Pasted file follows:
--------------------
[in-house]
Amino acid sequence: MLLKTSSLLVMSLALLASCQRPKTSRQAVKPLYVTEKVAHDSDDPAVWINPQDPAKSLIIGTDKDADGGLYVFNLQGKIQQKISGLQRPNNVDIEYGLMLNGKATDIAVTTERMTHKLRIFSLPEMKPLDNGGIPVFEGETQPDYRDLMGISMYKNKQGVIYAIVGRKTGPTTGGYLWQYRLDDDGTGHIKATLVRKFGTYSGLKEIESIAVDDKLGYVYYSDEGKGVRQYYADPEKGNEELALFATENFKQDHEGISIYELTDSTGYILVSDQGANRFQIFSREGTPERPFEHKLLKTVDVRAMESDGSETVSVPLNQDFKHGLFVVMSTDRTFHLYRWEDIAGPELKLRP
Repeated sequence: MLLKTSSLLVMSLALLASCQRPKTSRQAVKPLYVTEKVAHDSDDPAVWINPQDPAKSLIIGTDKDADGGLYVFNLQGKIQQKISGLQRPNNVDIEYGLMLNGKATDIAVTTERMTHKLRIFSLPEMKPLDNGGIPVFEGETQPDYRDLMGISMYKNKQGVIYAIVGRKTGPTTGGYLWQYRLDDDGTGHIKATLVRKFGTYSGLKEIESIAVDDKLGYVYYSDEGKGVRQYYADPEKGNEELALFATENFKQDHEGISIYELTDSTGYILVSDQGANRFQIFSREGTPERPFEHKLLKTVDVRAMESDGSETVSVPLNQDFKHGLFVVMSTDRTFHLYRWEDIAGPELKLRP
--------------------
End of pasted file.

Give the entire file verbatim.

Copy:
[in-house]
Amino acid sequence: MLLKTSSLLVMSLALLASCQRPKTSRQAVKPLYVTEKVAHDSDDPAVWINPQDPAKSLIIGTDKDADGGLYVFNLQGKIQQKISGLQRPNNVDIEYGLMLNGKATDIAVTTERMTHKLRIFSLPEMKPLDNGGIPVFEGETQPDYRDLMGISMYKNKQGVIYAIVGRKTGPTTGGYLWQYRLDDDGTGHIKATLVRKFGTYSGLKEIESIAVDDKLGYVYYSDEGKGVRQYYADPEKGNEELALFATENFKQDHEGISIYELTDSTGYILVSDQGANRFQIFSREGTPERPFEHKLLKTVDVRAMESDGSETVSVPLNQDFKHGLFVVMSTDRTFHLYRWEDIAGPELKLRP
Repeated sequence: MLLKTSSLLVMSLALLASCQRPKTSRQAVKPLYVTEKVAHDSDDPAVWINPQDPAKSLIIGTDKDADGGLYVFNLQGKIQQKISGLQRPNNVDIEYGLMLNGKATDIAVTTERMTHKLRIFSLPEMKPLDNGGIPVFEGETQPDYRDLMGISMYKNKQGVIYAIVGRKTGPTTGGYLWQYRLDDDGTGHIKATLVRKFGTYSGLKEIESIAVDDKLGYVYYSDEGKGVRQYYADPEKGNEELALFATENFKQDHEGISIYELTDSTGYILVSDQGANRFQIFSREGTPERPFEHKLLKTVDVRAMESDGSETVSVPLNQDFKHGLFVVMSTDRTFHLYRWEDIAGPELKLRP